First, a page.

Natural disasters would seem to constitute evidence against the existence of God, for, on the face of things, it is mysterious why a completely good and all-powerful God would allow the sort of suffering we see from earthquakes, diseases, and the like. The skeptical theist replies that we should not expect to be able to understand God's ways, and thus we should not regard it as surprising or mysterious that God would allow natural evil. I argue that skeptical theism (...)
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  9. The Problem of Evil in Virtual Worlds.Brendan Shea - 2017 - In Mark Silcox (ed.), Experience Machines: The Philosophy of Virtual Worlds. Lanham, MD: Rowman & Littlefield. pp. 137-155.
    In its original form, Nozick’s experience machine serves as a potent counterexample to a simplistic form of hedonism. The pleasurable life offered by the experience machine, its seems safe to say, lacks the requisite depth that many of us find necessary to lead a genuinely worthwhile life. Among other things, the experience machine offers no opportunities to establish meaningful relationships, or to engage in long-term artistic, intellectual, or political projects that survive one’s death. This intuitive objection finds some support in (...)
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  10. Logical Problem of Evil.James R. Beebe - 2003 - Internet Encyclopedia of Philosophy.
    The existence of evil and suffering in our world seems to pose a serious challenge to belief in the existence of a perfect God. If God were all-knowing, it seems that God would know about all of the horrible things that happen in our world. If God were all-powerful, God would be able to do something about all of the evil and suffering. Furthermore, if God were morally perfect, then surely God would want to do something about it. (...)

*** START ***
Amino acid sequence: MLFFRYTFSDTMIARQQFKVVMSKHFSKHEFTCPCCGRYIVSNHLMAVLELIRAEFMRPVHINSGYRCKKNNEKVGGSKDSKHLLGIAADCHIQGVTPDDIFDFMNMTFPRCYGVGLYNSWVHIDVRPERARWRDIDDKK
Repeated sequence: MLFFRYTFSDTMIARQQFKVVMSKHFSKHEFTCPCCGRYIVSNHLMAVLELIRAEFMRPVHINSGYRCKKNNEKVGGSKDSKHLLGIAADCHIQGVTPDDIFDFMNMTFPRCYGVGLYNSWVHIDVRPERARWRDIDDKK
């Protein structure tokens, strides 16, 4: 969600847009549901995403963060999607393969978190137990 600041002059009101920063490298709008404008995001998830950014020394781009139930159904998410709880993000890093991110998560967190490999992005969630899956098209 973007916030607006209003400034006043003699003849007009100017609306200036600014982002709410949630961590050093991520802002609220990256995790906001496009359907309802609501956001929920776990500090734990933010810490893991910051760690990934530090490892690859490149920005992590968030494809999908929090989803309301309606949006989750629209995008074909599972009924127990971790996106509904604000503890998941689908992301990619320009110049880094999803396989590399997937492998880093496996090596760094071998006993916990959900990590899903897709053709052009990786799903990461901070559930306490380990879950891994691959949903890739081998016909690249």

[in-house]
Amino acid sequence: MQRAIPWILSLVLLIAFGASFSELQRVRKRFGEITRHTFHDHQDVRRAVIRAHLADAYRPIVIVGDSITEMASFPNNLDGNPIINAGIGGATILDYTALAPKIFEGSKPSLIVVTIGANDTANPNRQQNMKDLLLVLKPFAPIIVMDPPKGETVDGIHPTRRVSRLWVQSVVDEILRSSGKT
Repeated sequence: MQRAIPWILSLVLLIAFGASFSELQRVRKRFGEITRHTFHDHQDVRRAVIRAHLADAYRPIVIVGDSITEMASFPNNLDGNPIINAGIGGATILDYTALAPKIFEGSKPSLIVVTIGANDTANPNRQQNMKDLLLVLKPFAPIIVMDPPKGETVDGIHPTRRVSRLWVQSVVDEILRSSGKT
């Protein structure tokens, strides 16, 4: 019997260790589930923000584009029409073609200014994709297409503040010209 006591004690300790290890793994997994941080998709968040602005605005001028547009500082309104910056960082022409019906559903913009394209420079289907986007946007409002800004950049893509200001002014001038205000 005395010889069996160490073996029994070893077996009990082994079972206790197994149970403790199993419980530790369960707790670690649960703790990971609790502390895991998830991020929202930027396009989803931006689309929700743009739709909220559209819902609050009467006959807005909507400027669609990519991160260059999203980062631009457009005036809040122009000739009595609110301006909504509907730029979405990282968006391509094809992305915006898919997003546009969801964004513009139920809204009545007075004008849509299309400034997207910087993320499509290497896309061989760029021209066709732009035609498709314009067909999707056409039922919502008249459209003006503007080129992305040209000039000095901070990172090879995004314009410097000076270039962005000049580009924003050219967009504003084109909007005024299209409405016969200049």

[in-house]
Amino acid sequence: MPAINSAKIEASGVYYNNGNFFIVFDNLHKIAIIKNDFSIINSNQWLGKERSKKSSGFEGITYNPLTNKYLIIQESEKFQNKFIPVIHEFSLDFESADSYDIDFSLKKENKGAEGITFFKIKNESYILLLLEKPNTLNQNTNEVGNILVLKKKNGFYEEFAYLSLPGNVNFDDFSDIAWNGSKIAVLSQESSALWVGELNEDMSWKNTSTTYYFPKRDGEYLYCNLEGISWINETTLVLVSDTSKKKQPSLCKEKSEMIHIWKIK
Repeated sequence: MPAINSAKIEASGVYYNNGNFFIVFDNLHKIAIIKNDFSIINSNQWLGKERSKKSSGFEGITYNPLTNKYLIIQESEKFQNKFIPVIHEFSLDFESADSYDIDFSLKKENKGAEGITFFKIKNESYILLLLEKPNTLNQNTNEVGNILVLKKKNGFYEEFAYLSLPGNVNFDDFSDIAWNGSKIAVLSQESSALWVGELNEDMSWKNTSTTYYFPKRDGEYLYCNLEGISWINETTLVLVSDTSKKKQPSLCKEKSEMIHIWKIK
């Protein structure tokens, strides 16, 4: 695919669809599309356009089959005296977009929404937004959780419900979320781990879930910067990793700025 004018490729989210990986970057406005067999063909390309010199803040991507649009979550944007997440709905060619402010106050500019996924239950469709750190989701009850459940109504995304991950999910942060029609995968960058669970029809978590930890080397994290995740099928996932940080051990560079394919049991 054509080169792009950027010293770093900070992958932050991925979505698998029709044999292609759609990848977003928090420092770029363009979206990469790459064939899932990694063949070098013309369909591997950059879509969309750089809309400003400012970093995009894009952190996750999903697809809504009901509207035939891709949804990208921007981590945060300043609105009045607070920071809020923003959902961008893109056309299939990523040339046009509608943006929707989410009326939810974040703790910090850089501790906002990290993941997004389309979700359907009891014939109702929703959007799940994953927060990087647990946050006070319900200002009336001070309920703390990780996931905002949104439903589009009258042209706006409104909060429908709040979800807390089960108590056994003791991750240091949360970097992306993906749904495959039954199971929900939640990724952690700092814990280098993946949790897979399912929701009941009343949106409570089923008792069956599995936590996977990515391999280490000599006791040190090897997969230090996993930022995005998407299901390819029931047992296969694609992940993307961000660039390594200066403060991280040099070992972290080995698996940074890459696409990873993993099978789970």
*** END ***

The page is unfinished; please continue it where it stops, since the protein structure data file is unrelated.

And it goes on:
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  11.  90
    The Problem of Evil: Two Neglected Defences. [REVIEW]Peter Forrest - 1981 - Sophia 20 (1):49-54.
    Theism can be defended against the Philosophical Problem of Evil, provided one rejects the Principle of Perfectionism, without relying on the Greater Good Defence or, unless one is a libertarian, the Free-Will Defence.A corollary of the All Good Possible Worlds Defence and the No Best Possible World Defence, is that God’s goodness need not determine God’s choice to create. The reasons, if any, which God has are relevant to the Theological Problem of Evil but not to (...)
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  12. The Problem of Evil, the Problem of Air, and the Problem of Silence.Peter van Inwagen - 1991 - Philosophical Perspectives 5:135-165.
  13. The Problem of Evil and the Suffering of Creeping Things.Dustin Crummett - 2017 - International Journal for Philosophy of Religion 82 (1):71-88.
    Even philosophers of religion working on the problem of non-human animal suffering have ignored the suffering of creatures like insects. Sensible as this seems, it’s mistaken. I am not sure whether creatures like these can suffer, but it is plausible, on both commonsensical and scientific and philosophical grounds, that many of them can. If they do, their suffering makes the problem of evil much worse: their vast numbers mean the amount of evil in the world will (...)
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  14. The Secular Problem of Evil: An Essay in Analytic Existentialism.Paul Prescott - 2021 - Religious Studies 57 (1):101-119.